Pottery figure of a warrior

From Jalisco, West Mexico
300 BC - AD 300

This sculpture represents a sitting warrior with protective body armour and helmet. Warriors are a common theme in the ceramics of Jalisco. They are shown standing, with knees slightly bent, or sitting. In seated figures, like this example, the legs are shortened and the feet have not been moulded.

The weaponry consists of a short club or spear and, sometimes, a shield. The helmet is wide and ends in a crest. The armour, which would probably have been made of a stiff material, perhaps basketry, is shown covering the torso up to the shoulders. The posture of the figure suggests that it could be a tomb guardian.

The majority of figures known from Jalisco belong to the Ameca style. Both males and females are depicted, usually sitting, with elongated faces and wearing simple ornaments and clothing. In comparison to the ceramics of Colima and Nayarit, the subject matter of those from Jalisco is quite limited.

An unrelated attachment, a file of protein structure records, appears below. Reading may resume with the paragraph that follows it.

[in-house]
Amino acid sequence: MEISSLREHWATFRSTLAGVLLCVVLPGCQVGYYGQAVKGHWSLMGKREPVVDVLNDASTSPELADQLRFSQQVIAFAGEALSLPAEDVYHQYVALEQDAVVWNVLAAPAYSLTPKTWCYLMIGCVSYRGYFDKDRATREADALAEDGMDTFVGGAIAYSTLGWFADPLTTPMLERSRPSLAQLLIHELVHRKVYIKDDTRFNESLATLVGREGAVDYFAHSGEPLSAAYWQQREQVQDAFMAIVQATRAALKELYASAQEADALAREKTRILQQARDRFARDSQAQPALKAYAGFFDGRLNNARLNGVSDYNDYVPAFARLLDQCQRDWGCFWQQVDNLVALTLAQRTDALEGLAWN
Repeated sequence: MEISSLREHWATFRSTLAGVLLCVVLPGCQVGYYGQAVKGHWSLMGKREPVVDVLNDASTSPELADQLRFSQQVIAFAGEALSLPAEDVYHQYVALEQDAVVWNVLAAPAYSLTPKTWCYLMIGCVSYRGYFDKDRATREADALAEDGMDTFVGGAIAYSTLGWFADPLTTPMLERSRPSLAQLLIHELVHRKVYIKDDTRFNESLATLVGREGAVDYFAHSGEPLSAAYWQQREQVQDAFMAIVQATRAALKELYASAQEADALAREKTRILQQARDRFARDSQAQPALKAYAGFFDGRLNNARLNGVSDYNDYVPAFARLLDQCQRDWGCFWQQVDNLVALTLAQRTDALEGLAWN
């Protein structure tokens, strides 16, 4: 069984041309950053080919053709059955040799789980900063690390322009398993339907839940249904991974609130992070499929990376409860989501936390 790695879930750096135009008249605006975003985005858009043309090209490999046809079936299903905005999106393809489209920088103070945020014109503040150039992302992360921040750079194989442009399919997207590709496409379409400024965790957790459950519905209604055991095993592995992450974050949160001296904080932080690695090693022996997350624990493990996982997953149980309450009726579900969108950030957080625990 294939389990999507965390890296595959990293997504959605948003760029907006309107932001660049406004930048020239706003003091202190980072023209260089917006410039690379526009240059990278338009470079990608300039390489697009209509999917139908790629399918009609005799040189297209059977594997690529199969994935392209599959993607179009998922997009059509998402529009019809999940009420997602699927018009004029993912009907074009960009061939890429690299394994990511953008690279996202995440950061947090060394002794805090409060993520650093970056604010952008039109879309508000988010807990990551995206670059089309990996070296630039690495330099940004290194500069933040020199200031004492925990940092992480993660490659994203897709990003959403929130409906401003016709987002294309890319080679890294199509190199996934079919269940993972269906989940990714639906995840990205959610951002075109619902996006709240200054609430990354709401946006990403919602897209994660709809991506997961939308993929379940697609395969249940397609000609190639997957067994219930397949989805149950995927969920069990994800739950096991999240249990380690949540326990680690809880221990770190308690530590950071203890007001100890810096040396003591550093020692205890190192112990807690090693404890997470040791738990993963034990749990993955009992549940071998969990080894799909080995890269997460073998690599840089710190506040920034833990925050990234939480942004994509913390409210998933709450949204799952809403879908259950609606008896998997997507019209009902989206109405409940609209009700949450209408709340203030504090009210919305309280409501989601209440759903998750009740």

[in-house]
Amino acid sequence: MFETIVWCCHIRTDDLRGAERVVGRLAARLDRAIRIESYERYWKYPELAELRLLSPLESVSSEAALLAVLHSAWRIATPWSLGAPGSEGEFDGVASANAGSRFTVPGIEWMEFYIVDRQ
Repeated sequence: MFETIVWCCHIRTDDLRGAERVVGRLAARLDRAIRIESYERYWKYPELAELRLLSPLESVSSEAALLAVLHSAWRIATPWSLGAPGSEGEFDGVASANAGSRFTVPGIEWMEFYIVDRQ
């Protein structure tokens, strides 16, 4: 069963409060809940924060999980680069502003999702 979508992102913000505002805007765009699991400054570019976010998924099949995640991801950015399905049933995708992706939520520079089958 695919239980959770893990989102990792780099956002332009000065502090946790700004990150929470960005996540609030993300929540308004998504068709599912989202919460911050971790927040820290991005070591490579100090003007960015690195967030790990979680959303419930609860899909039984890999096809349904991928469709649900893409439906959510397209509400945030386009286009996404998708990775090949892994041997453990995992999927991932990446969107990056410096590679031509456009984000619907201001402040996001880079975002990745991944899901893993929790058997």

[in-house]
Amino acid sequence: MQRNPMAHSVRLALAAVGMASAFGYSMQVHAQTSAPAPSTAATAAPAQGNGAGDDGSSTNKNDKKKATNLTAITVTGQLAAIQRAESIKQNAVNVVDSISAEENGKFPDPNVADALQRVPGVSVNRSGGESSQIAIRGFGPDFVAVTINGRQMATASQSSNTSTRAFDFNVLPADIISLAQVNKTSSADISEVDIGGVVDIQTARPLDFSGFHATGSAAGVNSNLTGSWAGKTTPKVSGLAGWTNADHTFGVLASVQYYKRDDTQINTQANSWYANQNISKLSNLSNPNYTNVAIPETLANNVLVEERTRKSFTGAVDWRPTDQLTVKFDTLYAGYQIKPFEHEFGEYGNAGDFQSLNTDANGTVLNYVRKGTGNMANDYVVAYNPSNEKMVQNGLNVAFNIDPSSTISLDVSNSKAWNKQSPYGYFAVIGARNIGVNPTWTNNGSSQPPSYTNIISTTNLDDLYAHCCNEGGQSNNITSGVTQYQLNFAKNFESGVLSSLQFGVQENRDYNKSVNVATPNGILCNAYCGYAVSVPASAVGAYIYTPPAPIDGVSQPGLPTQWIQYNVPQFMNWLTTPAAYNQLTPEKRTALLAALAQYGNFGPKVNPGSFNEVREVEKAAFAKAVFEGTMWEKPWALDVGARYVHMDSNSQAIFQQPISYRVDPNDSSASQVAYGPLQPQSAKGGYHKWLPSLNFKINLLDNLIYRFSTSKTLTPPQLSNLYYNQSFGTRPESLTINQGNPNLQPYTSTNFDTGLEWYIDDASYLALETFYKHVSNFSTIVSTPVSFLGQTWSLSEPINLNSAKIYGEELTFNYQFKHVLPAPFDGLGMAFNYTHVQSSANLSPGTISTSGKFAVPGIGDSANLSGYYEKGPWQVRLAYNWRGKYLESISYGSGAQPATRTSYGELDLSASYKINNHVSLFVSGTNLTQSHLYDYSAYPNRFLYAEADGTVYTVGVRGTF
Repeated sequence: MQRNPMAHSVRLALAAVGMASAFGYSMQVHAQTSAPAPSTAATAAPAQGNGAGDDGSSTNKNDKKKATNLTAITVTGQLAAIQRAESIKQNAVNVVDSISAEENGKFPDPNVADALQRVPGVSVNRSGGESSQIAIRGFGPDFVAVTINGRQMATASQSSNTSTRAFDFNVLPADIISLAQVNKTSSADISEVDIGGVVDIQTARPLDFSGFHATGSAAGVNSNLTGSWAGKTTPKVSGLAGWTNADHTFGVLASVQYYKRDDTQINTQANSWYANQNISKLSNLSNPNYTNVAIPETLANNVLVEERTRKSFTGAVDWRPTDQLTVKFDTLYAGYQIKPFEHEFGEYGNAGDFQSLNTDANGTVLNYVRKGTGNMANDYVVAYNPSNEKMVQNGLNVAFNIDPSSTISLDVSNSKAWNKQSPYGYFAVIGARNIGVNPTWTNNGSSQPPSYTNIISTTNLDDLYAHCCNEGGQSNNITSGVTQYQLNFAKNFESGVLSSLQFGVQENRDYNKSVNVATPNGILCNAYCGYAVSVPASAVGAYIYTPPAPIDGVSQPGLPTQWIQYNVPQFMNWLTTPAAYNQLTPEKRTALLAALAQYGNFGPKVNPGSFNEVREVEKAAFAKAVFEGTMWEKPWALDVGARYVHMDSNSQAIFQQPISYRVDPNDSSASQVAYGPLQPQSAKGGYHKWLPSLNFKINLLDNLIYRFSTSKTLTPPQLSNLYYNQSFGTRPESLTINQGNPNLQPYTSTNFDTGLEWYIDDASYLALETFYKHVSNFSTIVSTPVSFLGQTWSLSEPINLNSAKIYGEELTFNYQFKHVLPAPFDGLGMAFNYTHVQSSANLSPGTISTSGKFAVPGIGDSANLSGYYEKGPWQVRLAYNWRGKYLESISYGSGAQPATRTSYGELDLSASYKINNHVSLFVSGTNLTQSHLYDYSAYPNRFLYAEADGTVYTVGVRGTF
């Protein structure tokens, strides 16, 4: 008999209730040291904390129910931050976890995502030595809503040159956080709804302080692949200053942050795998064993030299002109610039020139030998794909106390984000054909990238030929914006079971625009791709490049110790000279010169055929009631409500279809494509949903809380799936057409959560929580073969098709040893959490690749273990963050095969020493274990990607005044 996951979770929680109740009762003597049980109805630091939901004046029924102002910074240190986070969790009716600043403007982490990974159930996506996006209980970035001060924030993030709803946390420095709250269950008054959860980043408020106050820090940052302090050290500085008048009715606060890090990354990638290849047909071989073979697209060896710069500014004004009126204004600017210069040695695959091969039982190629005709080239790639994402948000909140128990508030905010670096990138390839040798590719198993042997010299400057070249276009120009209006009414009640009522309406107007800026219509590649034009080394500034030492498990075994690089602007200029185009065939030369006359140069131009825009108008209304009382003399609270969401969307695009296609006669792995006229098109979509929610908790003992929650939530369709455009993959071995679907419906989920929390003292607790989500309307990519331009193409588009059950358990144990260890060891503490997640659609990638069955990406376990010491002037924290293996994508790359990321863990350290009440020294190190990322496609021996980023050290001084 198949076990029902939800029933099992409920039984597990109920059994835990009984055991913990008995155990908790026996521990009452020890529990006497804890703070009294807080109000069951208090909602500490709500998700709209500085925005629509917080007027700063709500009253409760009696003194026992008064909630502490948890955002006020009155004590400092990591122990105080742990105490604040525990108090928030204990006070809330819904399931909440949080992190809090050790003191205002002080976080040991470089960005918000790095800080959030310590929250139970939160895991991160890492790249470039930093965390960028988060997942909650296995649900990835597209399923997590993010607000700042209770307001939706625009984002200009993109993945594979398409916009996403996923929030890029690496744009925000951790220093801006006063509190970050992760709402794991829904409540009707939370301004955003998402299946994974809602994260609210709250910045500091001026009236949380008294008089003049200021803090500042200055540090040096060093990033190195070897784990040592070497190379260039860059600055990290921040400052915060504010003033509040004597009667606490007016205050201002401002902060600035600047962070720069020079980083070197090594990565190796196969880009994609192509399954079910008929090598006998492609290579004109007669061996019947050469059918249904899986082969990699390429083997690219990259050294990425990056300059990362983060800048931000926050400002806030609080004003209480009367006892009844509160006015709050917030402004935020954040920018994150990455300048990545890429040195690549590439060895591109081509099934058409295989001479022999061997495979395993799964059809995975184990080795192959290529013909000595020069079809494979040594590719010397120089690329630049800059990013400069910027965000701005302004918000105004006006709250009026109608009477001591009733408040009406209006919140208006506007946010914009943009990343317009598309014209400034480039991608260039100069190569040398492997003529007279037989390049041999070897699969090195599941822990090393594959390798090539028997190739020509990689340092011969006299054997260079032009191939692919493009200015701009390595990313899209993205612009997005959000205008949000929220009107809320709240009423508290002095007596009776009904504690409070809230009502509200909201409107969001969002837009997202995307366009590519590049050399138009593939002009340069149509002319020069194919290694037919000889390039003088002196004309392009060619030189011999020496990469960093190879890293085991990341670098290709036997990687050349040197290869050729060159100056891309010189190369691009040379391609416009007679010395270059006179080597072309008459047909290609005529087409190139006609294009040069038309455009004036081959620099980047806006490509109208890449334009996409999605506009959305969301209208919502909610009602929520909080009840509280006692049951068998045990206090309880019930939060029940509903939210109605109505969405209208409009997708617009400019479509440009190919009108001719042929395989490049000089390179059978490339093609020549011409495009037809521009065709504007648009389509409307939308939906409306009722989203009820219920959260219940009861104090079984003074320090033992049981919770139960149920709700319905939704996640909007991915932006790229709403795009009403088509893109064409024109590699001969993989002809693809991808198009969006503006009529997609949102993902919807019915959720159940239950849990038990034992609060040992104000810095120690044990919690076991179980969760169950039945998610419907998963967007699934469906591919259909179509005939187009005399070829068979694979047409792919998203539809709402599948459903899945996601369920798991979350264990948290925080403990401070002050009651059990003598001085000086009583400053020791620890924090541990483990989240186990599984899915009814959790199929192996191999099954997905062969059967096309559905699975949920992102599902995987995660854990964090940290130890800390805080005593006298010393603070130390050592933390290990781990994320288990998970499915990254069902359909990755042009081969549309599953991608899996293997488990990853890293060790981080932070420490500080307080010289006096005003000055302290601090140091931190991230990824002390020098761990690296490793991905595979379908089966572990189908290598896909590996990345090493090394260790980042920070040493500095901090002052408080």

Find in the collection online

More information


R.F. Townsend, Ancient West Mexico, art and a (Chicago, Thames and Hudson, 1998)

M. Kan, C.W. Meighan and H.B. Nicholson, Sculpture of Ancient Mexico: N (Los Angeles County Museum of Art, 1989)

J. Gallagher, Companions of the dead: cerami (Los Angeles, Museum of Cultural History, UCLA, 1983)

C. McEwan, Ancient Mexico in the British (London, The British Museum Press, 1994)


Height: 27.000 cm
Width: 14.500 cm

Museum number

AOA 1949.Am18.1


Gift of L.J.E. Hooper


Find in the collection online

Search highlights

There are over 4,000 highlight objects to explore